I started afresh at Death Camp. A new outline, and about three weeks later, I had the first section written. Three or four weeks after that I had the second section written. Four weeks after that I'd re-edited (with the help of all the comments from innocent victims I called readers) the first two sections and finished it to the end. That was last Friday.

I don't really know how long it should take someone to write a novel, but I feel like it took me WAY too long. There was definitely a learning curve—and not just for one thing. For everything. The really depressing part is that I'm not finished yet.

So what did I learn? Plenty. First off, I would never send the manuscript for people to read in chunks again. Although I may send the first few chapters just to get some feedback on the basic idea and beginning. It was too hard trying to revise part two while comments and redlines were pouring in for part one and I was trying to make sure part three still worked.

This isn't my first novel—I've written three others and Nanowrimo-ed two more. Unfortunately, this time I neglected to make character sheets for all of the characters in the book. I have basics written down through my notebook, (I seriously brainstorm better when I write things out with pen and paper) but I never did make official character sheets. This is important—I know it's important—and I neglected it. My bad. It won't happen again.

Outlines are awesome! Even though between my first and second revisions I completely changed the middle of the story, having an outline made writing so much easier. I'm not chained to it, but the outline helped me to keep writing when all I wanted to do was toss my laptop across the room. In the next couple of weeks I plan to go through the novel with a fine tooth comb and capture all of the try-fail cycles and put them on a chart so I can see if there are any imbalances. I probably should have done this long ago, but I didn't feel I had to have it to finish the novel. In a few weeks I may be telling everyone that I'm dumb and should have just done it in the first place.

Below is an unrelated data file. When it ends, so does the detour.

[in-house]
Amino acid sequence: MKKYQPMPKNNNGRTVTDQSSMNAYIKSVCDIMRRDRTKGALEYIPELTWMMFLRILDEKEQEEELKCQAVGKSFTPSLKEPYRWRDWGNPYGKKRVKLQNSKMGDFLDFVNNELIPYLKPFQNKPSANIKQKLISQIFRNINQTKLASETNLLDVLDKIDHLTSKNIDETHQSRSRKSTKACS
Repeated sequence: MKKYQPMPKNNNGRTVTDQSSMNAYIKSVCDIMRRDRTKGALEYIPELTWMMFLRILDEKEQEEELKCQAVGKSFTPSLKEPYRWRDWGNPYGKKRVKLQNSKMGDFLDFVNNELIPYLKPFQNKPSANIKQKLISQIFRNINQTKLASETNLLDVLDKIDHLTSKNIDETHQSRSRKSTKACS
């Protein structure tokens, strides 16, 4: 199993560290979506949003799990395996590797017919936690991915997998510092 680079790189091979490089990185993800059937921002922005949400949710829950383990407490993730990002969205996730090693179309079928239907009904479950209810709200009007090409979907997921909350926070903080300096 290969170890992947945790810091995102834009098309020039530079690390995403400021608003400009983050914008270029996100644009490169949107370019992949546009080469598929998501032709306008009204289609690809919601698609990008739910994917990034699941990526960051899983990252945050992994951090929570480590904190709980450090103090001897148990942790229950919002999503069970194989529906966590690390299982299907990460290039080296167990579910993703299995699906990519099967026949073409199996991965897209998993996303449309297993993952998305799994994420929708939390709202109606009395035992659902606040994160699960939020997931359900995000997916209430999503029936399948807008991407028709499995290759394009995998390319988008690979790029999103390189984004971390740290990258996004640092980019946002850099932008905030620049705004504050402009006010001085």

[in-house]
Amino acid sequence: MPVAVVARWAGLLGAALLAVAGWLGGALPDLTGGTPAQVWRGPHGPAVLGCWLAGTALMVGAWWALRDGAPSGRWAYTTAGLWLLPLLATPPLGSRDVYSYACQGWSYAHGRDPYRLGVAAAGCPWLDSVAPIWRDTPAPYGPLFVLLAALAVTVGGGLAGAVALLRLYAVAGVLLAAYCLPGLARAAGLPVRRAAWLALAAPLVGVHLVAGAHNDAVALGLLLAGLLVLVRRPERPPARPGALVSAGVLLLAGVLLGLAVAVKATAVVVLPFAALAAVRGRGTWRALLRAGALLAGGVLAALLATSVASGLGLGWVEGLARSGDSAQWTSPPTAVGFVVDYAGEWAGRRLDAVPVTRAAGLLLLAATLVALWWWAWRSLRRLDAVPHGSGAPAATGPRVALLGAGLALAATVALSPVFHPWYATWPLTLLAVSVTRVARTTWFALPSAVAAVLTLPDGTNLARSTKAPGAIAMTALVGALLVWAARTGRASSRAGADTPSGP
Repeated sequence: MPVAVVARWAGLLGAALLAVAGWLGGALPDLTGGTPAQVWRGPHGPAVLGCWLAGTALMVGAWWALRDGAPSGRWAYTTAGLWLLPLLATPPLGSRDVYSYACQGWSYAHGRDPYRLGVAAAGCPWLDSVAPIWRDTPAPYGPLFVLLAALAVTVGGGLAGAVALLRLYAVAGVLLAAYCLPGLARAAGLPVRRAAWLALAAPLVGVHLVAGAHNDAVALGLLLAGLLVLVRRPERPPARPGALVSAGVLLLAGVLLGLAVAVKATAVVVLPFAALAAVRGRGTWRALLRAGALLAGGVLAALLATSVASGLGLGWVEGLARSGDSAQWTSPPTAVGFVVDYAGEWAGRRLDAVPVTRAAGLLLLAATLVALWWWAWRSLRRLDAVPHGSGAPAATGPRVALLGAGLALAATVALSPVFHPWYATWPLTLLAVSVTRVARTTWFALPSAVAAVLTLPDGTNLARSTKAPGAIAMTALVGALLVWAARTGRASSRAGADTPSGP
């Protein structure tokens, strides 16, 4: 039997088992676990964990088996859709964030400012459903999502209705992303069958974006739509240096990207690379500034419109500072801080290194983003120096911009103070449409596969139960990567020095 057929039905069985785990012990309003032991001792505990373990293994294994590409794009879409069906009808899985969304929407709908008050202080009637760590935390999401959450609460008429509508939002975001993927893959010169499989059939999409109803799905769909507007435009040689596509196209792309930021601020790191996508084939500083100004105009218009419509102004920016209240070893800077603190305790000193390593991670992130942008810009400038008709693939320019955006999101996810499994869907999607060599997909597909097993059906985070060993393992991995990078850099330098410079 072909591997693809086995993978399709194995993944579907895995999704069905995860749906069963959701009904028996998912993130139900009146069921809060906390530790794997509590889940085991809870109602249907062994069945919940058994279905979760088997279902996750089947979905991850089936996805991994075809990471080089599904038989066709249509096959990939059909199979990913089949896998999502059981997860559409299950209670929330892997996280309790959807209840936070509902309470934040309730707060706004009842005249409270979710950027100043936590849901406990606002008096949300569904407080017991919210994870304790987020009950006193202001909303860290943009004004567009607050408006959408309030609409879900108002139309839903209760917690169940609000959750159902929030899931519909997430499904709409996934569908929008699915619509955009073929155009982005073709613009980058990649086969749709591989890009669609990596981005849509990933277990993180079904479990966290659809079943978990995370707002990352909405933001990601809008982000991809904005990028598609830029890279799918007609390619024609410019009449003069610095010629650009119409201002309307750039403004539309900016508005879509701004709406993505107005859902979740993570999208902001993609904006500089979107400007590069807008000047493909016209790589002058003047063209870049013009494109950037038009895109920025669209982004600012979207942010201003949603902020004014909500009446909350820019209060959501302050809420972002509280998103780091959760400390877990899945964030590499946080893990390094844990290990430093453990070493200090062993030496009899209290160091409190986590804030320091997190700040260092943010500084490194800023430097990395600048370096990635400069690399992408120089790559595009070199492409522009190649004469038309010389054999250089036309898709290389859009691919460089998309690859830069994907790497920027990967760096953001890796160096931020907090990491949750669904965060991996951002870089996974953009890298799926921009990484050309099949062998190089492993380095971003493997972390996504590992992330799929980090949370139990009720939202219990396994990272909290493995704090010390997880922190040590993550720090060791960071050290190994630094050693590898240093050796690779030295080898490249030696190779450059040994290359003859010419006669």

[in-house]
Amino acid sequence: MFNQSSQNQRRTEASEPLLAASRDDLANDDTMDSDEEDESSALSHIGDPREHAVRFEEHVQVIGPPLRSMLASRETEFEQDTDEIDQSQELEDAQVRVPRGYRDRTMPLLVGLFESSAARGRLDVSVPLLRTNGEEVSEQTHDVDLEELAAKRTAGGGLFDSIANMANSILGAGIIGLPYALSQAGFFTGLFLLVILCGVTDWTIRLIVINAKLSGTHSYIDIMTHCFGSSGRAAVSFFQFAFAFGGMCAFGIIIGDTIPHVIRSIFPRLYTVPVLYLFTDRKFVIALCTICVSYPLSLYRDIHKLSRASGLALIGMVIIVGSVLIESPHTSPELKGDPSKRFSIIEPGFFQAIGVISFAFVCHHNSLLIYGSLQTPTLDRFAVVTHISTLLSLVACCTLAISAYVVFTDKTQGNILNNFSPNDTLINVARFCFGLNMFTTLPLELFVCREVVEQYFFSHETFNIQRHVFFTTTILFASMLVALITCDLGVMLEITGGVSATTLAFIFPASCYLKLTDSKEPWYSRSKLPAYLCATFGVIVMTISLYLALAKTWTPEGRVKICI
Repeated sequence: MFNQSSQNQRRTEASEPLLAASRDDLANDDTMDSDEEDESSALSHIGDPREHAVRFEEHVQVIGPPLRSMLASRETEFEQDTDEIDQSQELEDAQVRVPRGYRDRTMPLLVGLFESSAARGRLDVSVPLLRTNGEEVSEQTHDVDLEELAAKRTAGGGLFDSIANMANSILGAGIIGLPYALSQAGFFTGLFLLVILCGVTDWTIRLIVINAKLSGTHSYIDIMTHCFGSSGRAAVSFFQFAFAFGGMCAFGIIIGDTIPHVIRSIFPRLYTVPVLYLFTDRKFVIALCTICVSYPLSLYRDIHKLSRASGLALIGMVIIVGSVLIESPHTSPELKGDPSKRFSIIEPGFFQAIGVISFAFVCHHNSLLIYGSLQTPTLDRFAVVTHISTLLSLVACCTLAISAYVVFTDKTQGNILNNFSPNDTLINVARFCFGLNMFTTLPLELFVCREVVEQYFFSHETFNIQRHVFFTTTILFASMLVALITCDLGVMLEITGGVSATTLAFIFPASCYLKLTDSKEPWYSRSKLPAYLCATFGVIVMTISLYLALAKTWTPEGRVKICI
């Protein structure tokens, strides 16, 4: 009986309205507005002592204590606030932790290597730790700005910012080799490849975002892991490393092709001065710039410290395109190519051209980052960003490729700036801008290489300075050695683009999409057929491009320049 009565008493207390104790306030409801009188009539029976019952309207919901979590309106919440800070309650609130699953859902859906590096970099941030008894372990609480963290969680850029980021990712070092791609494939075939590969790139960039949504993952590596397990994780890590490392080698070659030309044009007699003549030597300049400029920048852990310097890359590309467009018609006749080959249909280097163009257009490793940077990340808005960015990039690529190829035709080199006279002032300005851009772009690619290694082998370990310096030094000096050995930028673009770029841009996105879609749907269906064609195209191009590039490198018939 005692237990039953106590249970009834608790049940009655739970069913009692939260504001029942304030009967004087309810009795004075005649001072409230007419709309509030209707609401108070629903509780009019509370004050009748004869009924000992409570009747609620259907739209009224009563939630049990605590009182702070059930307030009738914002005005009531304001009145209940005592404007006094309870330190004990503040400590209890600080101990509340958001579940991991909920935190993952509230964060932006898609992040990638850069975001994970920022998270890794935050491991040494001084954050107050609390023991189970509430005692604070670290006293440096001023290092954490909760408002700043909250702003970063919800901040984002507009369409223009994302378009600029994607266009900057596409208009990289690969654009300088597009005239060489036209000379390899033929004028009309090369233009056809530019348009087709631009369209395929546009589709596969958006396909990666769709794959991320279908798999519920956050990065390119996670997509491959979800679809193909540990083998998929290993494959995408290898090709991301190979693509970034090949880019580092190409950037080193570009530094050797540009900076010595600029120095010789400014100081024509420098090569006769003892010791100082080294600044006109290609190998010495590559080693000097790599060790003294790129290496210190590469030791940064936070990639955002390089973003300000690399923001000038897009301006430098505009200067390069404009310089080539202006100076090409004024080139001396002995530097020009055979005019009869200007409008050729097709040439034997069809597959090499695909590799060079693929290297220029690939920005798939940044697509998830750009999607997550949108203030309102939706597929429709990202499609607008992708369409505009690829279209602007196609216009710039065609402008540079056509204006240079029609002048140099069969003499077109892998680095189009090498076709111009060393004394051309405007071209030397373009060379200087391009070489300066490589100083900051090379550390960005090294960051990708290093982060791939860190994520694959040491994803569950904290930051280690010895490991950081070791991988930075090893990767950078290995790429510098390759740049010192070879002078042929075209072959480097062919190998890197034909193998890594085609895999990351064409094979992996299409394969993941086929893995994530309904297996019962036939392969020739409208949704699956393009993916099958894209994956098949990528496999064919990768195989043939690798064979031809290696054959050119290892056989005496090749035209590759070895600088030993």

One of the most ground breaking moments of this entire process for me was when I couldn't figure out what my protagonist should be doing. It was killing me until I read Dave Farland's Daily Kick about outlining. He suggested you should outline your villain's story as well. This is what actually re-started my drive to finish this novel. Just as soon as I saw what the villain needed it was easy to put the protagonist where she could affect him the most. I know, sounds dumb, but I'm slow sometimes. Most of the time.